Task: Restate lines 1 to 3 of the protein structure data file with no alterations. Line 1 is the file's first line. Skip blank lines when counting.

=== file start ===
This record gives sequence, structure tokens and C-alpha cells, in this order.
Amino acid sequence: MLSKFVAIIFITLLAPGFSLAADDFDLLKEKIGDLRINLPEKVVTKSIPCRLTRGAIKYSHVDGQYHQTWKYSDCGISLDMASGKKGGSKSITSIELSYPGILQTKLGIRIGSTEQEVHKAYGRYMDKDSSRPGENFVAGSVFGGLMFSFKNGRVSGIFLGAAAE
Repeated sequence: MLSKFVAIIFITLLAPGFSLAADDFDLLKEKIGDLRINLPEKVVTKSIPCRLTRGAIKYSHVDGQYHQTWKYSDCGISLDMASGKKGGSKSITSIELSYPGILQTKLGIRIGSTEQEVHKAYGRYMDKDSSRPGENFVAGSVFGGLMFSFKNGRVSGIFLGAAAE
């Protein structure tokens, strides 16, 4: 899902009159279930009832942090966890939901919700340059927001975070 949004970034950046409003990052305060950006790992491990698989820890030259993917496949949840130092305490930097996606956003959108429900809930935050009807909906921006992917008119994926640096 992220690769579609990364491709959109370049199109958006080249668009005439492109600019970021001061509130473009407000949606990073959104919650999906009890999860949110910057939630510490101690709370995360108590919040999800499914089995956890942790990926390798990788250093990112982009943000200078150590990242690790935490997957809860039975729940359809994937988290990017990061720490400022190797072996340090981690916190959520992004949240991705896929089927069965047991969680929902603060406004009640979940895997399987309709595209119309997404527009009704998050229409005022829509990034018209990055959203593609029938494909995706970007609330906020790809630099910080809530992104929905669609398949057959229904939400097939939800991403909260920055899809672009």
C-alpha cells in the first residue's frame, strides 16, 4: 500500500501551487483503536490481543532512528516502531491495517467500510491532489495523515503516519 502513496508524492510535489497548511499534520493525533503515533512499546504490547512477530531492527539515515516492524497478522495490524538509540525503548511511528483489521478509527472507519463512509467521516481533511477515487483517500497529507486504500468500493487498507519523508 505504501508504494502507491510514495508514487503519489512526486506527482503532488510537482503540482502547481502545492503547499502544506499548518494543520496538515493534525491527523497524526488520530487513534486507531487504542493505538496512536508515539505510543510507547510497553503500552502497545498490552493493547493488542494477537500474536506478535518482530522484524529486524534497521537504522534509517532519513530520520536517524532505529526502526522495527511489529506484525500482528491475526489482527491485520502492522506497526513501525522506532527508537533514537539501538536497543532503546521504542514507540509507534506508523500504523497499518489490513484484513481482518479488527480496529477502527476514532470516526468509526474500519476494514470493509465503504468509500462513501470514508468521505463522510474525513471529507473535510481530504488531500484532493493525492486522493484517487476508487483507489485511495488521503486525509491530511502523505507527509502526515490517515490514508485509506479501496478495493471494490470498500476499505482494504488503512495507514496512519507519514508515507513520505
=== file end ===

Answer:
This record gives sequence, structure tokens and C-alpha cells, in this order.
Amino acid sequence: MLSKFVAIIFITLLAPGFSLAADDFDLLKEKIGDLRINLPEKVVTKSIPCRLTRGAIKYSHVDGQYHQTWKYSDCGISLDMASGKKGGSKSITSIELSYPGILQTKLGIRIGSTEQEVHKAYGRYMDKDSSRPGENFVAGSVFGGLMFSFKNGRVSGIFLGAAAE
Repeated sequence: MLSKFVAIIFITLLAPGFSLAADDFDLLKEKIGDLRINLPEKVVTKSIPCRLTRGAIKYSHVDGQYHQTWKYSDCGISLDMASGKKGGSKSITSIELSYPGILQTKLGIRIGSTEQEVHKAYGRYMDKDSSRPGENFVAGSVFGGLMFSFKNGRVSGIFLGAAAE